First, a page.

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I've discovered a number of open source tools over the years which have become an essential part of my personal workflow & productivity in my current day job (project manager / business analyst). I can often move from company-to-company and even account/machine (and OS too) and want to get up and running with the minimum of fuss.

What I'm trying to combine:

  • apps/tools (which use a variety of frameworks and languages including python, flask, javascript, node, java etc)
  • config files
  • other misc. files (e.g. fonts)

However, by necessity, I am often behind corporate firewalls and restrictive IT policies which make it time-consuming to get internal license approvals for each tool, download each of the tools individually, keep them up-to-date, blocked external package repos, maintaining & building-upon the associated configuration files over time...

Docker is the obvious solution here, but...

... it is often blocked by these same IT policies, as are its alternatives.

What I've tried

Using a GitHub repository, I've since settled on building/installing everything locally, making it 'portable' (using batch scripts, symlinks and a number of config file tweaks) and then uploading.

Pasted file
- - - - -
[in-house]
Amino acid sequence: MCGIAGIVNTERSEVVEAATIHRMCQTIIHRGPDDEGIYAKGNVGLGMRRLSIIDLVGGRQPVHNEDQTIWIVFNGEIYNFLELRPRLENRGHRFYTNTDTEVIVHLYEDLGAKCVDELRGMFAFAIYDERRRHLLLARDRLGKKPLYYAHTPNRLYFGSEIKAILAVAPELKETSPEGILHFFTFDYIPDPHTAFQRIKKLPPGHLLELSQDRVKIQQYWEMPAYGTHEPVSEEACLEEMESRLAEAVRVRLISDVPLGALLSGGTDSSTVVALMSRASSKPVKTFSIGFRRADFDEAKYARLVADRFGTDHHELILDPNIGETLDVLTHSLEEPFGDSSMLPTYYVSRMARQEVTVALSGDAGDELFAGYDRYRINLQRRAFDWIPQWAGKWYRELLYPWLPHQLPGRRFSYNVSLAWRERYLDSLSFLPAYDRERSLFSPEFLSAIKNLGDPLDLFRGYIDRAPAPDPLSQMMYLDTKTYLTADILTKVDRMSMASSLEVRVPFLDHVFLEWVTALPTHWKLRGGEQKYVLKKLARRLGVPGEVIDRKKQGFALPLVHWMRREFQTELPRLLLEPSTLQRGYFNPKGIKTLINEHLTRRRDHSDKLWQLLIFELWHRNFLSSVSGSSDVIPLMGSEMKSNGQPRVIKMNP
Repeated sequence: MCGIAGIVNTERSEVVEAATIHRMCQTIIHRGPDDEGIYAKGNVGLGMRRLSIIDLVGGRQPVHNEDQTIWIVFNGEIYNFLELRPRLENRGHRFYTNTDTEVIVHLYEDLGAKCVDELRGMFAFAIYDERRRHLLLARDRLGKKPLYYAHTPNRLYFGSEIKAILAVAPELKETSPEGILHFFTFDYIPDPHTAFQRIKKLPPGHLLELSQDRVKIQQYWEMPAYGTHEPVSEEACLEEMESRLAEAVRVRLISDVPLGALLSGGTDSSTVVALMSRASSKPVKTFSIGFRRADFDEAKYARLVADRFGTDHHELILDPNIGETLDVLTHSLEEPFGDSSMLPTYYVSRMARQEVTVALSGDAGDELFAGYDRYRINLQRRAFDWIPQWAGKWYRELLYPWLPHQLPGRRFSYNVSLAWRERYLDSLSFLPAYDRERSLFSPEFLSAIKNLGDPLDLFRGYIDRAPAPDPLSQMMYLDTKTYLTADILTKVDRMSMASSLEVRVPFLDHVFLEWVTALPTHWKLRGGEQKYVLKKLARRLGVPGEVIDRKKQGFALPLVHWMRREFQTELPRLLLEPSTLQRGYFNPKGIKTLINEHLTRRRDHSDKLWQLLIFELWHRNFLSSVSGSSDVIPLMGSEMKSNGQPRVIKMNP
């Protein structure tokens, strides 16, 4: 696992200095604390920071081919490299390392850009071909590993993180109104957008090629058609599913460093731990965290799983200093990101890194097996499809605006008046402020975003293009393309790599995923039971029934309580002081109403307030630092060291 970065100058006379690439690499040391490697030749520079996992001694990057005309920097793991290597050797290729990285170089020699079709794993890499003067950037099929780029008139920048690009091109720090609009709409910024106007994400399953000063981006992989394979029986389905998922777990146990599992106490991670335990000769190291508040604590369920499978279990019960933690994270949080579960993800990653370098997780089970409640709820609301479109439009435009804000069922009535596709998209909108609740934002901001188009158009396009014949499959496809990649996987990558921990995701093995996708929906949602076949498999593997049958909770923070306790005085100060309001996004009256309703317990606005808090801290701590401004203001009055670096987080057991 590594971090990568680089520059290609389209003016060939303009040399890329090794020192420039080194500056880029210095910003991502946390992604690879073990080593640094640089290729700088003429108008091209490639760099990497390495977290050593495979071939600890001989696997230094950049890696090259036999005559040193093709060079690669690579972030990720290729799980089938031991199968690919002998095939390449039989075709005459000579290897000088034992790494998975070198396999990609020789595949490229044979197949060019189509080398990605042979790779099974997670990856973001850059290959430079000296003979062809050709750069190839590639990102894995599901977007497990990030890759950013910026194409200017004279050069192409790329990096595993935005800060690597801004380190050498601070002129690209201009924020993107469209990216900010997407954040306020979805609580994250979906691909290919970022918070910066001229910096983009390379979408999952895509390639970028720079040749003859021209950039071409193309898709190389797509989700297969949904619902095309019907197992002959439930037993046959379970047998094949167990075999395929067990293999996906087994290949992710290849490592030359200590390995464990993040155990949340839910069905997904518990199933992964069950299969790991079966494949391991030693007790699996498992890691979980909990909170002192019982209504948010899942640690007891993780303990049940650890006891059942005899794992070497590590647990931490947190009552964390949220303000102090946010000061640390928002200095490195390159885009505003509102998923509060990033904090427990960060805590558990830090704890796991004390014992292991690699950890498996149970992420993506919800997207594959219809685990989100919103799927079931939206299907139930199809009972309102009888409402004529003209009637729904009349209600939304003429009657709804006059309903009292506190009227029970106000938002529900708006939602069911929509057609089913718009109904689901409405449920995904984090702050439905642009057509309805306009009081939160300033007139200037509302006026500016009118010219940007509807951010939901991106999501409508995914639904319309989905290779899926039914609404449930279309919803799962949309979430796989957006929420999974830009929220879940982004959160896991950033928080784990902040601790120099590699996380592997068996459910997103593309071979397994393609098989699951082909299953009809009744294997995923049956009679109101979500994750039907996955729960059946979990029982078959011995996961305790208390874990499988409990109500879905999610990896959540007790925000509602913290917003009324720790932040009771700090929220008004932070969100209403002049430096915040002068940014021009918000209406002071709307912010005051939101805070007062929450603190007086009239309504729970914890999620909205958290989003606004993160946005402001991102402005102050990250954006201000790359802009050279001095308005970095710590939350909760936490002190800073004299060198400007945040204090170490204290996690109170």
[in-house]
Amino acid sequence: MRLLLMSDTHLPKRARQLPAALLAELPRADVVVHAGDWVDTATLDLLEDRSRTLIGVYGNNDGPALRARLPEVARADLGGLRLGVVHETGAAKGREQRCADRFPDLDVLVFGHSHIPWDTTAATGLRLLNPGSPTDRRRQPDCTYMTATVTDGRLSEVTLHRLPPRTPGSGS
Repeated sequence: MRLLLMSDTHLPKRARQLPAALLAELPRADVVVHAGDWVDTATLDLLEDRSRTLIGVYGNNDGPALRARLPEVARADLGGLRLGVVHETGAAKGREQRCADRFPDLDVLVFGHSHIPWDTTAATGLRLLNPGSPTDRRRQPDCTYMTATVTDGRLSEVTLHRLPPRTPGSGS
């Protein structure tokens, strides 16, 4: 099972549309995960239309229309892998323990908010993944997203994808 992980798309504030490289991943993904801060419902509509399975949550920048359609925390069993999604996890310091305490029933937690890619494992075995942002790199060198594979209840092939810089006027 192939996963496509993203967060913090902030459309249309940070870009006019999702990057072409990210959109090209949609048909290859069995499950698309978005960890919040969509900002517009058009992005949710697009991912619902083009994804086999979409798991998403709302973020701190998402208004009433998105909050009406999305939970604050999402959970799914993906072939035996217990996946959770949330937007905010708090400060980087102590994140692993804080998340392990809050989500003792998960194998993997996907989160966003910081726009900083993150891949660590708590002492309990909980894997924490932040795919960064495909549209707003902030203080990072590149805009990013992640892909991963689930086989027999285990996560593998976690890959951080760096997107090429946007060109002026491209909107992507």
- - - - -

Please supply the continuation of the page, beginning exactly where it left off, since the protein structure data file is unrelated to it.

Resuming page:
Drawbacks of this approach include: the complexity, difficulty maintaining this cross-platform (currently windows-only), working around applications installed via git-clone, working around quirks of 'portable' versions of runtime dependencies like Python, github 50mb single file-size limits...

Another possible approach I considered

Using continuous integration (like Travis-CI and AppVeyor), my main concern here is that I've not actually 'built' some of the apps I use (e.g. emacs-w64, which I download the pre-built binaries for) so wondering if this will just add more complexity than my current solution ... and since Travis-CI doesn't support windows it adds an additional dependency, as well as the overhead of learning the continuous integration world & maintaining build scripts for linux, osx & windows..

I'm not looking to open up discussion here, but an answer that will meet my needs with the minimum of fuss (this is for personal use rather than devops for my company / others after all) from the experts ... even if the answer is simply that I need to put the effort into a CI solution...

  • One note: personally using a tool to do job-related work while employed of a company, sometimes even installing it on a company-provided machine doesn't typically qualify as personal use from the licensing prospective. Check the respective licensing agreements. – Dan Cornilescu Jan 20 '18 at 15:13
  • Agreed, which is why I've tried to stick to open source tools with licenses that are permissive in the context of usage as a 'standalone tool' (Apache, MIT, GPL etc). The tools will never be linked with company code, and the licenses meet the quite restrictive terms for software acquisitions at one of the larger companies I've worked for. – xeijin Jan 20 '18 at 15:57